Just as clean and just as cool is this floatplane by Russian builder Сергей Антохин.  Unlike many of the models featured on this list, I think this untitled masterpiece would make a perfect official set, it’s too bad it didn’t catch on with LEGO Ideas.  The presentation is really enhanced by the in-flight camera angle.  I’d pay 30 bucks for this one.


Unfortunately, Klaus “Eastpole77” Dobisch, the creator of this magnificent “Dornier Flying Boat” hasn’t posted anything in the last four years and even worse, he’s deleted much of his work from the internet entirely.  It’s a real shame because the guy was ahead of his time in terms of technique and always selected really interesting subject matter.   When you consider the fact that the Dornier was built eight years ago, before many of the parts and colors we take for granted, it seems even more impressive.


Continue reading “Omnibus: The Floatplane Notebook”

Friday Night Fights [Round 6]

Welcome back fight fans, to Sin City Nevada for another curb-stomping edition of Friday Night Fights!    This week’s match up featured two veteran engineers on a collision course with destiny.  Without further preamble, let’s go to the tale of the tape.

Fighting out of the red corner, from the wrong side of the tracks, its Monstrophonic and his “DB steamer“.


And fighting out of the blue corner, by way of Caprica, it’s Omega3108 and his “Steam locomotive type BR23


As usual, constant reader, you are tasked with deciding the outcome of this pugilistic endeavor and determine who will receive a week’s worth of bragging rights.  Simply leave a comment below and vote for the MOC that best suits your individual taste. I will tally up the votes next Friday and declare a winner before announcing the next bout.

Last Week, on Friday Night Fights….

Evil held sway as two figbarf armies fought until one was left rotting on the battlefield.  Slovenia’s “Murderous” Magma Guy and his “Evil magicians figbarf“scored a 10-3 victory over Philly’s Carter “Bone-Crusher” Baldwin and his “Evildoers“.  Magma records his first win and improves his record to (1-0) while Carter falls to (0-1).



The Life Modular, with Huib Versteeg

In today’s installment of The Life Modular, we will be investigating a modular turret system developed by Dutchman Huib Verteeg, who you may remember from such famous models as: HA-1 field recycler, Restituens, and Obnoxiously Yellow Landship.  In 2014 the builder experimented all too briefly with a generic turret platform designed for a Sci-Fi setting.  I stumbled upon these when searching for something else entirely on Flickr and I dig them so much that I want to share them with you, constant reader.  Huib only built two modules to go with his platform but both of them kick substantial ass. Of course, this is the Manifesto so I’ve found something to complain about, in this case it’s the 1×1 clip on the single-barrel gun.  It looks like the clip it would get blown off the first time the gun fired, it makes my brain itch every time I look at it.  That’s as bad as it gets though, I’m quite taken with the design.  Sure, I would make changes to fit my complex lifestyle, but these things make me want to build turrets!  I can envision them looking great in a number of contexts: on boats, flatbed train cars, truck beds, space stations, being assembled by a crew of minifigs…the list goes on and on.  It also occurs to me that they would make great artillery pieces for table-top Lego games like Mobile Frame Zero.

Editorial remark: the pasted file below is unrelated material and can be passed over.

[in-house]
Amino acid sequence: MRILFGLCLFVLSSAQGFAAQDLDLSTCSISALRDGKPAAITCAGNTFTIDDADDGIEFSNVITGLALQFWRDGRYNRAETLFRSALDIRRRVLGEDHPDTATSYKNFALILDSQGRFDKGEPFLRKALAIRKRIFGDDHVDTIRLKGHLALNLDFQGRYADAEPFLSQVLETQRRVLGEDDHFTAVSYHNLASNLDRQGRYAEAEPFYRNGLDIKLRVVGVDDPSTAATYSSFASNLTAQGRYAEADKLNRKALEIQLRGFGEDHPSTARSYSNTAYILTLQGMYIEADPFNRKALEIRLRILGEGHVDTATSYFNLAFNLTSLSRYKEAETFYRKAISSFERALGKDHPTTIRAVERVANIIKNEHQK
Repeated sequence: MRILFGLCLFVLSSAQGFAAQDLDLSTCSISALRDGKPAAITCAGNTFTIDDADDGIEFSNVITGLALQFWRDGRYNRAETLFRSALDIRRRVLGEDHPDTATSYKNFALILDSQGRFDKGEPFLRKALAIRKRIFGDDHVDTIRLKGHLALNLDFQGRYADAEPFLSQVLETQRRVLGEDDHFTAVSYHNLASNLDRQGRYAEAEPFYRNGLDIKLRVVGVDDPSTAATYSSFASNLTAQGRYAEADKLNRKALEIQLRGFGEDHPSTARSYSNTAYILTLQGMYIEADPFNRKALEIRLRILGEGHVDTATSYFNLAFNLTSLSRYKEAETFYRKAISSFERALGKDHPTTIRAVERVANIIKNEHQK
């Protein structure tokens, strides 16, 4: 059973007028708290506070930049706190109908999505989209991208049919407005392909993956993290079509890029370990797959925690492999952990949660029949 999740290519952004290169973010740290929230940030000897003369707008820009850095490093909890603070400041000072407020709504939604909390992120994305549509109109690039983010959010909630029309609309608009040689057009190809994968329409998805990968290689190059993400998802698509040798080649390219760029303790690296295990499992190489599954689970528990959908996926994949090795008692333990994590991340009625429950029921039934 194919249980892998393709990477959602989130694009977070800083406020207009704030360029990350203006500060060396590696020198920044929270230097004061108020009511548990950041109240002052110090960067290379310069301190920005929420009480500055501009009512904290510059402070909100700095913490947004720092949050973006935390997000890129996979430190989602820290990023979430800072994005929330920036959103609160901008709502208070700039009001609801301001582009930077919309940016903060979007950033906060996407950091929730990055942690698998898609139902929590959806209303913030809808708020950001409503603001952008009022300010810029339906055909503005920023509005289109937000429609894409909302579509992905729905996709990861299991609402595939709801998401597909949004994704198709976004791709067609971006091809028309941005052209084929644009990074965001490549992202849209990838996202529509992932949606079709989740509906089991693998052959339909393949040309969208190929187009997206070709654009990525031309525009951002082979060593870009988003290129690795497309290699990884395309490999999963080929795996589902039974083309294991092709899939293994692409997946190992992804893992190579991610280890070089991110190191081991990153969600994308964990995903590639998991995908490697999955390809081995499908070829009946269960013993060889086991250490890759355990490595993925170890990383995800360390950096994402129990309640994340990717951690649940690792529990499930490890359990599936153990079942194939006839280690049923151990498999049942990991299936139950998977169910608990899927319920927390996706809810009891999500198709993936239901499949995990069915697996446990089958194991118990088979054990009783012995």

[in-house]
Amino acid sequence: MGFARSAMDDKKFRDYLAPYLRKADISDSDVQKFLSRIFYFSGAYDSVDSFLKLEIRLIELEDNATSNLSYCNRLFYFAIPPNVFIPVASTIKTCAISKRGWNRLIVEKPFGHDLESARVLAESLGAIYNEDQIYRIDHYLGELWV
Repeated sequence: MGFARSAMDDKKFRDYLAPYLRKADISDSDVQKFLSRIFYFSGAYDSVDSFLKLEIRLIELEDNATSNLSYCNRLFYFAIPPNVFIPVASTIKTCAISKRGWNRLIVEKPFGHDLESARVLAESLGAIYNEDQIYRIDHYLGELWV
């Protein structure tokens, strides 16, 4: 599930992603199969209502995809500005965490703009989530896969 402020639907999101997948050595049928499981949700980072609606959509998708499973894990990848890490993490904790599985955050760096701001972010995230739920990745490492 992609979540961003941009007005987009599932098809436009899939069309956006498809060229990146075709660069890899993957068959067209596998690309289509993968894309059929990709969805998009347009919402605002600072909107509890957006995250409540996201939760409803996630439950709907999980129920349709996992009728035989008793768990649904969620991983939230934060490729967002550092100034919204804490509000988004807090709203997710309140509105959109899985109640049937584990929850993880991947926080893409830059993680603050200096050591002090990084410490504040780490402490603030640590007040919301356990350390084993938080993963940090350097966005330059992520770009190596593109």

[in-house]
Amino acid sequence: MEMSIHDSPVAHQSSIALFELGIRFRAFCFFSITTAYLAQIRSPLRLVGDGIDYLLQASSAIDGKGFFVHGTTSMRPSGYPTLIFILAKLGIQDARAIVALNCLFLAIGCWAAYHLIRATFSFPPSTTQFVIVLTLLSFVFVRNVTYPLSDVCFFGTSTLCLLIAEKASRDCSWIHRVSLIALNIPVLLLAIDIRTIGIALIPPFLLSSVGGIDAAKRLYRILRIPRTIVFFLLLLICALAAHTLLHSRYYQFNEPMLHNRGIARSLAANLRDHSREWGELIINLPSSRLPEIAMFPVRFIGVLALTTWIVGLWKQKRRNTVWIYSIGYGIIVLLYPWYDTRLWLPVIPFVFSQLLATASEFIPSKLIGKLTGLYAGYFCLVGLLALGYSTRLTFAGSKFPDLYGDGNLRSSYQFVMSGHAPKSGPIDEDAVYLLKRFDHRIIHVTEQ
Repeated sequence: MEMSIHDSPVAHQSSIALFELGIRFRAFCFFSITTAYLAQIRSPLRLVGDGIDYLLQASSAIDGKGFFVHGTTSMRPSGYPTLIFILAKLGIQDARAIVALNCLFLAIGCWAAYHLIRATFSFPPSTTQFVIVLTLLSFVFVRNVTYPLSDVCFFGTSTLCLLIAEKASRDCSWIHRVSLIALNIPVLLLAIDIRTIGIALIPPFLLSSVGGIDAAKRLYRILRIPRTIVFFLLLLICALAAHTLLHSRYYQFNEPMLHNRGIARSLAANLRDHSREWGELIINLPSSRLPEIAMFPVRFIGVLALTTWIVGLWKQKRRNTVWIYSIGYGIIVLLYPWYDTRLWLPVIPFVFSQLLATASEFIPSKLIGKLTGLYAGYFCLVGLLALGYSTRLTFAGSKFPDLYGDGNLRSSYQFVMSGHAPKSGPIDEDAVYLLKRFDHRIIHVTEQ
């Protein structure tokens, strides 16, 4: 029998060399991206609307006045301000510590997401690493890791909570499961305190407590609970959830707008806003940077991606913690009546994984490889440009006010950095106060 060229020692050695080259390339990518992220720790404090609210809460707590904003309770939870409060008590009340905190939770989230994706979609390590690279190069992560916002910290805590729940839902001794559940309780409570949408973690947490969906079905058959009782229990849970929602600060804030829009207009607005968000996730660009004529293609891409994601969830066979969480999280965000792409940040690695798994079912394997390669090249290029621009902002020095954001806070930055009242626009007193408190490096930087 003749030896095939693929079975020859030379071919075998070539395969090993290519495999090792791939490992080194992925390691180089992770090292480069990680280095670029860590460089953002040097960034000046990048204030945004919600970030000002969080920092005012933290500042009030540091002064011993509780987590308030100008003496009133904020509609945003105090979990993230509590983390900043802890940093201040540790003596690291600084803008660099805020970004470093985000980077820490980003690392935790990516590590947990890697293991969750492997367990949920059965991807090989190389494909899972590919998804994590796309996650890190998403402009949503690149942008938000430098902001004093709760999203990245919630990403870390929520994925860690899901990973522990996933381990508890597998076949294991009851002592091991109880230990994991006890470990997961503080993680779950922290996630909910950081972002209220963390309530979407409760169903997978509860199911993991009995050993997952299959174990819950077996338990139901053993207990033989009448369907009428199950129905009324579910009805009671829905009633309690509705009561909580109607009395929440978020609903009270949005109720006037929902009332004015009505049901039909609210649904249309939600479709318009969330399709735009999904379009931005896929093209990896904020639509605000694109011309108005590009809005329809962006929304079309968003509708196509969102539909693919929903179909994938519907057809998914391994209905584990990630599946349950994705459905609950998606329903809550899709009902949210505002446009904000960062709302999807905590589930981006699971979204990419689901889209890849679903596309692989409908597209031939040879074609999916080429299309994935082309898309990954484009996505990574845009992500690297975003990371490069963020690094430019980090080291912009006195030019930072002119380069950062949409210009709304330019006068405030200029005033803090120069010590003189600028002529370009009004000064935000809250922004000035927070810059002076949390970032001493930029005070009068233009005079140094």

The models were inspired by the concept art of SC4V3NG3R, whose impressive catalogue of images can be seen at Deviant Art.  The weapon systems look like units from a computer strategy game that I’d love to play.  After checking out the source material, I was suddenly disappointed that Mr. Versteeg stopped with just two variants.  Given his considerable skill, I would love to see his take on the Hive or the Missile modules.  I also appreciate his decision not to build precise copies SC4V3NG3R’s designs because there are elements of Huib’s work that I actually prefer, like the black steering wheel, the gray details on the sides and the 2×2 round tiles.  The round tiles suggest that there might be wheels behind them, to aid in moving the platform into place, which is kind of cool.  The only thing I like better about the source material is the color scheme, I happen to prefer orange and dark gray to yellow and light gray.  The designs are so strong though, they would probably look good in any decent color scheme.  Mostly what I want to see is more of these things, they rock and so does Mr. Verteeg, whose name is fun to say out loud.


I also want to take moment to praise the builder’s visual effects. I prefer that kind of subtle lighting effect that doesn’t obscure the parts or look too unnatural when used on Lego.  It’s just the right amount of effect in proportion to the rest of the model.

I hope you’ve enjoyed our examination of the Life Modular, with Huib Versteeg, tune in again next time, when we will examine the work of a modular castle builder.